MG131

Discussion in 'Weapons Systems Tech.' started by Schwarze_13, Apr 1, 2008.

  1. Schwarze_13

    Schwarze_13 New Member

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    Hi all,

    As my first post, I was wondering what the people here think of/know about the MG131:

    How much better was the MG131 than the MG17 (besides just the increase in calibre)?

    Was the the extra weight and drag worth the extra hitting power gained?

    I've read that the hitting power was nowhere near as good as that of the Browning M2 - does anyone know of any ballistics trials/comparisons?

    Does anyone know of any pilots' personal opinions of the new MGs?

    What sorts of ammo did the MG131 use mainly and how was it usually belted?

    Thanks
     
  2. Fokker D21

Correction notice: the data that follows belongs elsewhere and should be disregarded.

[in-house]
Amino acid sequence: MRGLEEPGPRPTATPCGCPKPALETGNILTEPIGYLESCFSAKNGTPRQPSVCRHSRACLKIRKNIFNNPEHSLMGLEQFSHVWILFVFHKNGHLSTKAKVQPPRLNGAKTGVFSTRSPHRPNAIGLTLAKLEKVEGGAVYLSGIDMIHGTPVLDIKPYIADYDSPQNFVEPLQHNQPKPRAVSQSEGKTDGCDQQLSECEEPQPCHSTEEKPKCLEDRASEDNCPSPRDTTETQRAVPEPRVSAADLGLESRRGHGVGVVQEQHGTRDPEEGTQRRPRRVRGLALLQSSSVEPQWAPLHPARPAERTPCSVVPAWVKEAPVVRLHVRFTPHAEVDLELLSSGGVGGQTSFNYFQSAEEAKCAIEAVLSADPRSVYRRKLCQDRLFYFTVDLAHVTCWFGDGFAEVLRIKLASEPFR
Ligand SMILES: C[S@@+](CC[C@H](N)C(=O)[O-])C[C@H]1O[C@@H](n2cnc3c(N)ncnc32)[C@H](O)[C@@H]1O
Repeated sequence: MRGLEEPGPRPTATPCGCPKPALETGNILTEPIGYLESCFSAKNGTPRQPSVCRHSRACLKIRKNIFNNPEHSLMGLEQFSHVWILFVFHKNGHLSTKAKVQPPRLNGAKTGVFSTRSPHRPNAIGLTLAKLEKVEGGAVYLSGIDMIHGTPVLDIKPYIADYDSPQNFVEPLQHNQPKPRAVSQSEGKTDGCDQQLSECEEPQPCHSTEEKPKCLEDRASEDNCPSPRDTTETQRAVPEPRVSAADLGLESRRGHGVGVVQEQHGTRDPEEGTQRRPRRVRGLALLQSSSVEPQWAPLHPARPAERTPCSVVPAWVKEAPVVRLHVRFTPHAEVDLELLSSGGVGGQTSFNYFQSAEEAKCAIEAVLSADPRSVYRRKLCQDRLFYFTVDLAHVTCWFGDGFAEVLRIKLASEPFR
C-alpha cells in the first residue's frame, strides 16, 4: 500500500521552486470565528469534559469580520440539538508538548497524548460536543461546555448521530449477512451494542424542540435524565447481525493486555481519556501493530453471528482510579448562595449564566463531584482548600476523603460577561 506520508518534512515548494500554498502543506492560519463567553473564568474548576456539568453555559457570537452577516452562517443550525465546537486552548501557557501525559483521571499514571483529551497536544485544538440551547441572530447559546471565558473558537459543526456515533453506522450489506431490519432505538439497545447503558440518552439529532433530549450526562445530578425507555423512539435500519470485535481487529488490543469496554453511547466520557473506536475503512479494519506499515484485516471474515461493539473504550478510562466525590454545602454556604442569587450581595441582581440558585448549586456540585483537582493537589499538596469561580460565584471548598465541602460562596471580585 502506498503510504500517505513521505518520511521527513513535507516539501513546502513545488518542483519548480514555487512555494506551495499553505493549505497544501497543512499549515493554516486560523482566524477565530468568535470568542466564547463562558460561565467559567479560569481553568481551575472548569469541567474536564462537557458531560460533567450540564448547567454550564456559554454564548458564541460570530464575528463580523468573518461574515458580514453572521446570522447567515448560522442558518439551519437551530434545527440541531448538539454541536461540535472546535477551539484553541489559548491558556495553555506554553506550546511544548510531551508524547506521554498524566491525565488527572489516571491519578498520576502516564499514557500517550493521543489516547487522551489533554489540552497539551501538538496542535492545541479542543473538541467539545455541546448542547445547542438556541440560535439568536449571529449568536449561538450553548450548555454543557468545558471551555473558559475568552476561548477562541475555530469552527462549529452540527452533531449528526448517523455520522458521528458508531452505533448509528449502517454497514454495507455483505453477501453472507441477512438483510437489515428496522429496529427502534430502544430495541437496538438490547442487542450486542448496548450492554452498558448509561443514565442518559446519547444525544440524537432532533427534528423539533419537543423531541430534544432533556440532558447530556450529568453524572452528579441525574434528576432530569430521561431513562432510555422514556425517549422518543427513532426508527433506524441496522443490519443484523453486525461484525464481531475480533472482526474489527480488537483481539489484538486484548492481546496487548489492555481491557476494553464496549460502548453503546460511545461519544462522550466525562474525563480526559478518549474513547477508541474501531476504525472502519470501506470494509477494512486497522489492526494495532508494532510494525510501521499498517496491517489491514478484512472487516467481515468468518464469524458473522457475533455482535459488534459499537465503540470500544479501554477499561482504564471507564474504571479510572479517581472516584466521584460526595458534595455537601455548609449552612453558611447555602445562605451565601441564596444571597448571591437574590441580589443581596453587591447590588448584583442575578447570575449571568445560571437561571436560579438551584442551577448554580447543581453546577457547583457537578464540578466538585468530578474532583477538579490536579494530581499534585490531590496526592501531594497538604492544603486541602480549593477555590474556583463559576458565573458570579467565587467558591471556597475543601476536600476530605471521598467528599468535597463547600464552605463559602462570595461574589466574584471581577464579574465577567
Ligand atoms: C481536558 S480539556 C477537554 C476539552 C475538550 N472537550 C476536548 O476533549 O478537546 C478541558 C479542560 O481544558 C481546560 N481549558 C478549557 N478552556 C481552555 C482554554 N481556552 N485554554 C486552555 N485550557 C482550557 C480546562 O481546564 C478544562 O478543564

Fokker D21 Member

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    Read my website: Back to my homepage. The Mg 131 was most likely about twice as strong as the Mg 17 (including rate of fire) and about 70% as strong as the M2 .50 with API rounds.

    The drag of the MG 131 reduced the speed of the Me 109 G at sealevel at combat rating (not emergency power) from 492 km/h to 483 km/h. An enlarged streamlined cowling reduced speed only to 489 km/h.

    See the website made by Kurfürst: Kurfrst - Influence of the shape the engine cowling on the level speed of the Me 109 G
     
  3. HoHun

    HoHun Active Member

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    Hi Schwarze 13,

    >How much better was the MG131 than the MG17 (besides just the increase in calibre)?

    Here is a comparison of the total firepower (kinetic plus chemical power) of a couple of aircraft batteries, selected for equivalent firepower and ammunition supply:

    Code:
     5x MG 151           - 239 rpg - 428 kg -  97% firepower - firepower per weight: 102%